UH Moment: "Learning Disabilities"

Professor Jack Fletcher, director of the Texas Center for Learning Disabilites
The UH Department of Psychology houses many important research projects including a significant study regarding learning disabilities.

Professor Jack Fletcher directs the Texas Center for Learning Disabilities and is the principal investigator for a nine million dollar National Center Grant from the National Institutes of Health to study the learning disabilities in fourth graders.

"The reasons we're looking at grade four is to try and determine whether intervention as late as grade four can be as effective as interventions that start early," he said. "We are particularly interested in kids who have continued to struggle in elementary school."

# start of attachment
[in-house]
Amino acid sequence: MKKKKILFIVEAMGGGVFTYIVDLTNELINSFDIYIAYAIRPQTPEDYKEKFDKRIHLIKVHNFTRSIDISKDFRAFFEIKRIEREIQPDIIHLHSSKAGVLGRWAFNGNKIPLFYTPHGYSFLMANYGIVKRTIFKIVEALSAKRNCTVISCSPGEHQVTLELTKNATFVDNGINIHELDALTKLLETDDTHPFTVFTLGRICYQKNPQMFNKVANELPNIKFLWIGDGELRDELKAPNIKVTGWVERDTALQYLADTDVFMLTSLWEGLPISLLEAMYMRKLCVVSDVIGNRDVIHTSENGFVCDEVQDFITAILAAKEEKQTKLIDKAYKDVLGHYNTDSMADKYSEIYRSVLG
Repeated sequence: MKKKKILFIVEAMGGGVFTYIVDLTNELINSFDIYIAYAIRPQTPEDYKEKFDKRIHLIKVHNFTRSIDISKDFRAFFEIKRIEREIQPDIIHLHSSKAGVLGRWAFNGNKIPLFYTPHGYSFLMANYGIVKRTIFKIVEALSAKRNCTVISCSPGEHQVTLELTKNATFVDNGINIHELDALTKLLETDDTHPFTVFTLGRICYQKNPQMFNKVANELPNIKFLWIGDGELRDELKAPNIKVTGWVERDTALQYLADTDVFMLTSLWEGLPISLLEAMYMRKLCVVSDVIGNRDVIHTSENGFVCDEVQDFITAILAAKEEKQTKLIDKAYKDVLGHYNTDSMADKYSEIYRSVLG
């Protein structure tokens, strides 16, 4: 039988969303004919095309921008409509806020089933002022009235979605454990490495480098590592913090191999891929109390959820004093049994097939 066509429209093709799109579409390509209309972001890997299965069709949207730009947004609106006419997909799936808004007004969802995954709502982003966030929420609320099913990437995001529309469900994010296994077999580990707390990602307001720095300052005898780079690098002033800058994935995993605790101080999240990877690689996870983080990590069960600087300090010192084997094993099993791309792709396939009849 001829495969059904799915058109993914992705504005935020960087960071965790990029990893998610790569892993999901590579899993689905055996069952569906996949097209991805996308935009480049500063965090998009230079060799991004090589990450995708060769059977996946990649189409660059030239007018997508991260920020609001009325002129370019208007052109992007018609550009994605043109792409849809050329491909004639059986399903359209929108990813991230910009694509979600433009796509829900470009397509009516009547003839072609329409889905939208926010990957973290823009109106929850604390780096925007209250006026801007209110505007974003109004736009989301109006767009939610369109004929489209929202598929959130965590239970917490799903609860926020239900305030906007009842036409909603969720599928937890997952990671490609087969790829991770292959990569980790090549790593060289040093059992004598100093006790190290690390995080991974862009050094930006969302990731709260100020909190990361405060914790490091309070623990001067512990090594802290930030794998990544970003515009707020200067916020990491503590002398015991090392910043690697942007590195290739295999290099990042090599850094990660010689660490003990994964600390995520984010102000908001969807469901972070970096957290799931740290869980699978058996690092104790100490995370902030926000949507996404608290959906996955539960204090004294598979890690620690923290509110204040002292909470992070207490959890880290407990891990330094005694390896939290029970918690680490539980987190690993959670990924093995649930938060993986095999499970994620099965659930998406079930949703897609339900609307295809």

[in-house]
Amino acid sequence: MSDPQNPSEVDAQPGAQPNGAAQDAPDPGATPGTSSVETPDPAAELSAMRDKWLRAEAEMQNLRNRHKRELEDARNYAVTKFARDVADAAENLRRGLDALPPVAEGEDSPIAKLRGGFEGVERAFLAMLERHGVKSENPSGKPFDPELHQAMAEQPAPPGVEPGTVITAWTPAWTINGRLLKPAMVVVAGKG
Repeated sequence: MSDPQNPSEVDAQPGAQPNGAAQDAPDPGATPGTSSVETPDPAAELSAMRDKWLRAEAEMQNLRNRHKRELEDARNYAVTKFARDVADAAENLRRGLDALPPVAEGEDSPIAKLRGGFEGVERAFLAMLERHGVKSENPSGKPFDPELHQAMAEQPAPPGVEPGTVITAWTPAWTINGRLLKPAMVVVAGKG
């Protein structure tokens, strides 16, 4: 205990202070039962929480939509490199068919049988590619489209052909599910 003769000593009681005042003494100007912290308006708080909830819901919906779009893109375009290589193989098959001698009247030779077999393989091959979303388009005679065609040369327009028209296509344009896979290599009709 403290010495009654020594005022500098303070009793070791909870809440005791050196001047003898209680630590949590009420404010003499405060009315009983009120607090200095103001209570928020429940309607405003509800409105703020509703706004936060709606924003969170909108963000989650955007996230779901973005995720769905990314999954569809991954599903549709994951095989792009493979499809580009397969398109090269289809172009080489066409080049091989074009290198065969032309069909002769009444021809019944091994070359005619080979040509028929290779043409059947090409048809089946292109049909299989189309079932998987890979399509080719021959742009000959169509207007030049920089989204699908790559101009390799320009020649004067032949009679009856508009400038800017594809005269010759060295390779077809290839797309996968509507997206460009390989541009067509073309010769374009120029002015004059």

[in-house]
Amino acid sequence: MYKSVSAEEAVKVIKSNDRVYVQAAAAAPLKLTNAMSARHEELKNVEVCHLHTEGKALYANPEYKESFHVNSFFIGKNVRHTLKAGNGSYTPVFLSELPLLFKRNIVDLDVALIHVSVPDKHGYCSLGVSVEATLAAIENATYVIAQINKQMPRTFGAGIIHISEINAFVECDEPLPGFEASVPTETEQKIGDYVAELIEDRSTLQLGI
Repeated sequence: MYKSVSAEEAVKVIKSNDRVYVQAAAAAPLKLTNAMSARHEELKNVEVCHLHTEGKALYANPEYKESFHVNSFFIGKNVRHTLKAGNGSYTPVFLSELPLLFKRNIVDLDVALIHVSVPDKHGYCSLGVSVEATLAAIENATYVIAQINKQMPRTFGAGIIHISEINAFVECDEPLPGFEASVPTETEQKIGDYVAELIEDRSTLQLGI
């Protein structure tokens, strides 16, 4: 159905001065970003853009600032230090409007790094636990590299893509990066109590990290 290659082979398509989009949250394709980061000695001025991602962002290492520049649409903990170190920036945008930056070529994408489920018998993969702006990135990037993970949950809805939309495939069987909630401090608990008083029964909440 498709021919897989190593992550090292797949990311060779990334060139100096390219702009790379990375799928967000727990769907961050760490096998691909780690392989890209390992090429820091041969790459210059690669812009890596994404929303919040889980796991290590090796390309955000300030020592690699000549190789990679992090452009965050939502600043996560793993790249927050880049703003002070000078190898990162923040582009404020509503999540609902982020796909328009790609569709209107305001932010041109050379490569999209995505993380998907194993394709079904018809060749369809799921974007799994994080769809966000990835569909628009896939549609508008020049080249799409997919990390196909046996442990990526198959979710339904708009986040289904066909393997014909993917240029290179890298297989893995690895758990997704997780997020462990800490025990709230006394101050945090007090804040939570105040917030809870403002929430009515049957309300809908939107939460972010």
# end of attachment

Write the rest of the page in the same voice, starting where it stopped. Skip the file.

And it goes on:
Four hundred students in Austin and Houston schools are being followed for the next three years. One group will receive new reading interventions for two years. One group will receive interventions for one year, and one group will continue with current standard practices. Based on these results, a new intervention will begin in the fourth year.

"Part of the question we have is 'what represents a learning disability.' and the question we're focused on is the whole issue of how do you incorporate instructional response into the definition of kids with learning disabilities," Fletcher said.  

A  unique component of the UH research includes neuroimaging of the brains to study the relationship of reading instruction and brain function and how the brain changes when children develop reading interventions.

"We're trying to understand difference in brain organization both in terms of brain anatomy and in particular how different brain regions are connected which is very addressable now through structural imaging steps," he said.   

This research features collaboration with the UT Health Science Center and UT Austin and experts across disciplines.   

"This inter-institutional collaboration is absolutely key to a major area like Houston in terms of developing and implementing research based strategies for helping kids," Fletcher said.